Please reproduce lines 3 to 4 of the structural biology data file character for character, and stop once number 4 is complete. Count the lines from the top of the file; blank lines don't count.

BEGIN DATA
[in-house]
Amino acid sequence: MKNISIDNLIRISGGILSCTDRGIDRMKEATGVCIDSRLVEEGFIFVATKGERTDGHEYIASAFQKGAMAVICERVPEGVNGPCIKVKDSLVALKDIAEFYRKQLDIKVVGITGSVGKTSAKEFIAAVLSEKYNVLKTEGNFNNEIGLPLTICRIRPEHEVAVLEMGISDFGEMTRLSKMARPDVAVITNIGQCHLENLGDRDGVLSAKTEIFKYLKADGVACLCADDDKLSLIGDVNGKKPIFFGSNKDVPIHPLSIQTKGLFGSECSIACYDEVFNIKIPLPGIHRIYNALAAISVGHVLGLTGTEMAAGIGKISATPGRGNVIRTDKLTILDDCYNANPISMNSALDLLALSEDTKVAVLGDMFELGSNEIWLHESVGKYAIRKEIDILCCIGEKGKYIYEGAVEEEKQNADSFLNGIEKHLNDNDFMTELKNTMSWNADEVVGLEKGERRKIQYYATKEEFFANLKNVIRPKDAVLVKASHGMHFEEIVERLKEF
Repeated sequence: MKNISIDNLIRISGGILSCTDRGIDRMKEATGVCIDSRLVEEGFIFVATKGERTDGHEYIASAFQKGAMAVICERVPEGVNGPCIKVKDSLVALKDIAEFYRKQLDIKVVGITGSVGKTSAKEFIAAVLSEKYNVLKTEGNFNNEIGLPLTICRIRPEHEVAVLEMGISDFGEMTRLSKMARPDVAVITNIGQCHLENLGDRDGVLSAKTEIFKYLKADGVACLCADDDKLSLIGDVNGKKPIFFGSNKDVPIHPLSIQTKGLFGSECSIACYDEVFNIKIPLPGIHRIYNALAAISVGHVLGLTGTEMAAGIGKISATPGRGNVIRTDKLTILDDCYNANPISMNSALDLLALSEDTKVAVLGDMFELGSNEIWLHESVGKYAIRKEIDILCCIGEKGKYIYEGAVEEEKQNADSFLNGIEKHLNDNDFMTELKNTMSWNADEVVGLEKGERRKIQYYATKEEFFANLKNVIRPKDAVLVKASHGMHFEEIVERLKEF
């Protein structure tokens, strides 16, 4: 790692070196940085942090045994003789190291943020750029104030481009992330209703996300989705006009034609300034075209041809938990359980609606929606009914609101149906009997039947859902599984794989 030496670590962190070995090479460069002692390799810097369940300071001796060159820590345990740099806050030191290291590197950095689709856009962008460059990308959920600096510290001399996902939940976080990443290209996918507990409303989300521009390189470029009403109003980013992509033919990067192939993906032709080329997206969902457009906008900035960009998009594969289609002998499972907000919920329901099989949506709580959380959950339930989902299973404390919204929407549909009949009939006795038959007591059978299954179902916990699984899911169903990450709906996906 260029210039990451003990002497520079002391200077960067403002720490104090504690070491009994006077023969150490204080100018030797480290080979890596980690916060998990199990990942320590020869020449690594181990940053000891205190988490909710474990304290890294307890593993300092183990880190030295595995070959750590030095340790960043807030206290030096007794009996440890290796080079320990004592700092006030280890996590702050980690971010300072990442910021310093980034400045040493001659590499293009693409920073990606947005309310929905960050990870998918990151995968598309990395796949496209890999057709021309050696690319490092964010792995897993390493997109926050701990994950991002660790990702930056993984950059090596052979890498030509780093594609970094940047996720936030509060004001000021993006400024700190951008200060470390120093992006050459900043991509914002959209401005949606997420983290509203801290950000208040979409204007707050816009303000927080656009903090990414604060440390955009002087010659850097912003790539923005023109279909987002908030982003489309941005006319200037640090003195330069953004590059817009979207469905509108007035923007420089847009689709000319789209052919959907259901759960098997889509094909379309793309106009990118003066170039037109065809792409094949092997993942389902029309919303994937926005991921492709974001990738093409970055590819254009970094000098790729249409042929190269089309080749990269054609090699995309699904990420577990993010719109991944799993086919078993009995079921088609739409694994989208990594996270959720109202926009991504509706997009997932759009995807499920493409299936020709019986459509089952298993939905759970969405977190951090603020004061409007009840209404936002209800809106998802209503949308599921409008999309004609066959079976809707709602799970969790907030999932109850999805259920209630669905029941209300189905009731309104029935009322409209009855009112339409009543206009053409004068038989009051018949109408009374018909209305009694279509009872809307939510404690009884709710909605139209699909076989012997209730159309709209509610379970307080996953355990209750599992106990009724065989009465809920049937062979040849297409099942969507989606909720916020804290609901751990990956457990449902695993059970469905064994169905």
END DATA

Repeated sequence: MKNISIDNLIRISGGILSCTDRGIDRMKEATGVCIDSRLVEEGFIFVATKGERTDGHEYIASAFQKGAMAVICERVPEGVNGPCIKVKDSLVALKDIAEFYRKQLDIKVVGITGSVGKTSAKEFIAAVLSEKYNVLKTEGNFNNEIGLPLTICRIRPEHEVAVLEMGISDFGEMTRLSKMARPDVAVITNIGQCHLENLGDRDGVLSAKTEIFKYLKADGVACLCADDDKLSLIGDVNGKKPIFFGSNKDVPIHPLSIQTKGLFGSECSIACYDEVFNIKIPLPGIHRIYNALAAISVGHVLGLTGTEMAAGIGKISATPGRGNVIRTDKLTILDDCYNANPISMNSALDLLALSEDTKVAVLGDMFELGSNEIWLHESVGKYAIRKEIDILCCIGEKGKYIYEGAVEEEKQNADSFLNGIEKHLNDNDFMTELKNTMSWNADEVVGLEKGERRKIQYYATKEEFFANLKNVIRPKDAVLVKASHGMHFEEIVERLKEF
């Protein structure tokens, strides 16, 4: 790692070196940085942090045994003789190291943020750029104030481009992330209703996300989705006009034609300034075209041809938990359980609606929606009914609101149906009997039947859902599984794989 030496670590962190070995090479460069002692390799810097369940300071001796060159820590345990740099806050030191290291590197950095689709856009962008460059990308959920600096510290001399996902939940976080990443290209996918507990409303989300521009390189470029009403109003980013992509033919990067192939993906032709080329997206969902457009906008900035960009998009594969289609002998499972907000919920329901099989949506709580959380959950339930989902299973404390919204929407549909009949009939006795038959007591059978299954179902916990699984899911169903990450709906996906 260029210039990451003990002497520079002391200077960067403002720490104090504690070491009994006077023969150490204080100018030797480290080979890596980690916060998990199990990942320590020869020449690594181990940053000891205190988490909710474990304290890294307890593993300092183990880190030295595995070959750590030095340790960043807030206290030096007794009996440890290796080079320990004592700092006030280890996590702050980690971010300072990442910021310093980034400045040493001659590499293009693409920073990606947005309310929905960050990870998918990151995968598309990395796949496209890999057709021309050696690319490092964010792995897993390493997109926050701990994950991002660790990702930056993984950059090596052979890498030509780093594609970094940047996720936030509060004001000021993006400024700190951008200060470390120093992006050459900043991509914002959209401005949606997420983290509203801290950000208040979409204007707050816009303000927080656009903090990414604060440390955009002087010659850097912003790539923005023109279909987002908030982003489309941005006319200037640090003195330069953004590059817009979207469905509108007035923007420089847009689709000319789209052919959907259901759960098997889509094909379309793309106009990118003066170039037109065809792409094949092997993942389902029309919303994937926005991921492709974001990738093409970055590819254009970094000098790729249409042929190269089309080749990269054609090699995309699904990420577990993010719109991944799993086919078993009995079921088609739409694994989208990594996270959720109202926009991504509706997009997932759009995807499920493409299936020709019986459509089952298993939905759970969405977190951090603020004061409007009840209404936002209800809106998802209503949308599921409008999309004609066959079976809707709602799970969790907030999932109850999805259920209630669905029941209300189905009731309104029935009322409209009855009112339409009543206009053409004068038989009051018949109408009374018909209305009694279509009872809307939510404690009884709710909605139209699909076989012997209730159309709209509610379970307080996953355990209750599992106990009724065989009465809920049937062979040849297409099942969507989606909720916020804290609901751990990956457990449902695993059970469905064994169905």